55. 55

    Hey, I noticed that you’re quoting an article from Merger Watch, but the link you have doesn’t include that quote at all (it actually links to this from last January about Catholic Healthcare West. I couldn’t find the correct one, do you still have it?

  56. 56
    ThatLeftTurnInABQ says:

    Here’s a thought experiment from the other side of the spectrum: if Catholic Charities was in the business (on a large scale) of running private prisons, would it be OK for them to impose Church doctrine regarding the death penalty by banning executions and refusing to allow death row prisoners to be tranfered to other more secular facilities?

  57. 57
    Kay says:

    @Kevin Marshall:

    Sure.

    It’s under “mergers, recent cases, smart compromise in Troy NY”.

  58. 58
    FlipYrWhig says:

    @ThatLeftTurnInABQ: Ooh, I like that.

  59. 59
    srv says:

    @Smedley the Uncertain:

    What ever happened to freedom FROM religion. Apply your doctrine to your flock but leave the rest of us alone.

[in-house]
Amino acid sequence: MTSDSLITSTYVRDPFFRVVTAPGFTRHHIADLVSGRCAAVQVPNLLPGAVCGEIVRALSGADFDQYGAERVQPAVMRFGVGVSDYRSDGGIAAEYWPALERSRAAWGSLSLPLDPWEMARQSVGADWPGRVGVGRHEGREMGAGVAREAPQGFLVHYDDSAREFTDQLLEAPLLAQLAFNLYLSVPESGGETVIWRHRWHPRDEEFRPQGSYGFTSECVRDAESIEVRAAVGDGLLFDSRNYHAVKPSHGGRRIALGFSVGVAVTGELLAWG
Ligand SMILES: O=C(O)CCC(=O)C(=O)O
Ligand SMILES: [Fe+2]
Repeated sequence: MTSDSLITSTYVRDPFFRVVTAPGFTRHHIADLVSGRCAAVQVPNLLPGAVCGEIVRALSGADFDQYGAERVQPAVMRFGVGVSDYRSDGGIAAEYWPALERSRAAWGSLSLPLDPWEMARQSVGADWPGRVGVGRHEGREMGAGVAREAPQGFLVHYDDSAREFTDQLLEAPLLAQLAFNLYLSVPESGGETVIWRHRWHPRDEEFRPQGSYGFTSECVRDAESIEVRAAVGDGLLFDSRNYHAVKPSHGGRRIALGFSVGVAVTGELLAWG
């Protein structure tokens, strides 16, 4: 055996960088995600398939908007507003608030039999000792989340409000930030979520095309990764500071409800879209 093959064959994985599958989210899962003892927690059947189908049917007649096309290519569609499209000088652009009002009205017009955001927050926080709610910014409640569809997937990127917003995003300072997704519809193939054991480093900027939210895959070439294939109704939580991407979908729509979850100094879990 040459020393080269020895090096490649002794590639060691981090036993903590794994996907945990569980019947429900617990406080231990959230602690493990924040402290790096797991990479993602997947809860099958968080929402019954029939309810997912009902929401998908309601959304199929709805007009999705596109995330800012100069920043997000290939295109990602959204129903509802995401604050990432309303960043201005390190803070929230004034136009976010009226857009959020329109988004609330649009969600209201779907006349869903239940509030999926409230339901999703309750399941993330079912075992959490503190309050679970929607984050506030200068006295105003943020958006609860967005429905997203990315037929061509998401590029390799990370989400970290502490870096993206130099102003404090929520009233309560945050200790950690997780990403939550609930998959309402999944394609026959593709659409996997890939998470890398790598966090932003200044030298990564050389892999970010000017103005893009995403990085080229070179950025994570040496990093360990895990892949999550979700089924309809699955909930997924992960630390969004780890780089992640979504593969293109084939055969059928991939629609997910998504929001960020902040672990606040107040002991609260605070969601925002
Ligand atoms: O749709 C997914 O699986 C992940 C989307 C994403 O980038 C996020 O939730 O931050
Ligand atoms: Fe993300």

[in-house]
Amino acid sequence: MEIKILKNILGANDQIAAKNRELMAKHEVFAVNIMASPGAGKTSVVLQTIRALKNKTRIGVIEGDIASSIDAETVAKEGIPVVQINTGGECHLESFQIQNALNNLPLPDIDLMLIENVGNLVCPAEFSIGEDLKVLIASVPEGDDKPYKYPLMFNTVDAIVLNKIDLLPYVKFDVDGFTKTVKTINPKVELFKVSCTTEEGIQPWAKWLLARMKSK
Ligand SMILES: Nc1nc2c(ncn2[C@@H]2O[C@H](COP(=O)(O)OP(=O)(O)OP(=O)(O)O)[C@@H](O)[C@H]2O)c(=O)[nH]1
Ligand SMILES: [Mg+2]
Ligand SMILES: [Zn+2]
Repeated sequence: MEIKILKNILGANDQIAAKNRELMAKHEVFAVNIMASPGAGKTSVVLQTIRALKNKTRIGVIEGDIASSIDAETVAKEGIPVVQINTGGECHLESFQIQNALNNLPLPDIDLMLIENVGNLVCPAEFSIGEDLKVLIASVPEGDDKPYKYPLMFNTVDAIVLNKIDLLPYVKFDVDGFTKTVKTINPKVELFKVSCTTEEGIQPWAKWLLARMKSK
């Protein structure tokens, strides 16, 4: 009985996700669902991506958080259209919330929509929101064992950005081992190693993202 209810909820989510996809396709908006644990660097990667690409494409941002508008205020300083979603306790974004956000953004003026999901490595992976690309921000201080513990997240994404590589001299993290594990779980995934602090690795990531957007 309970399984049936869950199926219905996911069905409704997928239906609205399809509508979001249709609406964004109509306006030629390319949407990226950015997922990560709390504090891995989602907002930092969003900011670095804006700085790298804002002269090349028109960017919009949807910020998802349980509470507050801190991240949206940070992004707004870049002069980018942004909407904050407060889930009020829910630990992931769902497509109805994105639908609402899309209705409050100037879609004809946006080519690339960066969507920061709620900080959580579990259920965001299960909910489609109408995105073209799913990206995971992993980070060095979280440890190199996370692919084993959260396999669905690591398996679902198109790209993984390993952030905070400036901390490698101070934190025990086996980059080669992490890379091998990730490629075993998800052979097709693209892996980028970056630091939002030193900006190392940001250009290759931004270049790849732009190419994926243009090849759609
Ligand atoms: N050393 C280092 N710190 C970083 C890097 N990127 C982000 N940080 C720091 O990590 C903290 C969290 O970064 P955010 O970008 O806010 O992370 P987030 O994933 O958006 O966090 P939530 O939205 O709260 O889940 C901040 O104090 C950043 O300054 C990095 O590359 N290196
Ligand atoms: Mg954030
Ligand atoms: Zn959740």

Your city council found your freedoms conditional on their economic/management realities. More to come.

    @Kay

    I think it’s absolutely central to the ability of people to manage their own lives, and, as a practical matter, it’s economic

    A near majority of the populace sees abortion as a social issue.

    While I’m all for the idea that the dying church is branching out as a non-profit business and should be forced to our ideology, I don’t see you winning that battle with SCOTUS. This will be a local battle, and in Austin and California, the war is over.

  60. 60
    Chris says:

    @gene108:

    What’s odd is evangelicals are rallying behind the Catholic Bishops.

    There was a historical rift between evangelicals and Catholics in this country.

    It’s interesting that this seems to have been smoothed over in the political arena.

    To a large extent, “Evangelical” and “Catholic” translates to “conservative Southern WASP” (the old Dixiecrat voter bloc) and “urban, ‘ethnic white’ Northerner” (the Irish, the Italians, the Poles, etc). Those two groups supplied a terrific amount of the white backlash voters who jumped ship to the Republicans in the 1970s, and there was a political bonding (if not a social one) between those two groups of ex-Democrats then.

    The religious alliance is just a byproduct of the general coming-together those two demographics had in the 1970s, methinks.

  61. 61

    […] Troy hospitals to stop offering family planning services? April 13, 2012By kevinmarshallBalloon Juice, via MergerWatch.org: Catholic affiliations mean Troy Hospitals can’t offer fami… […]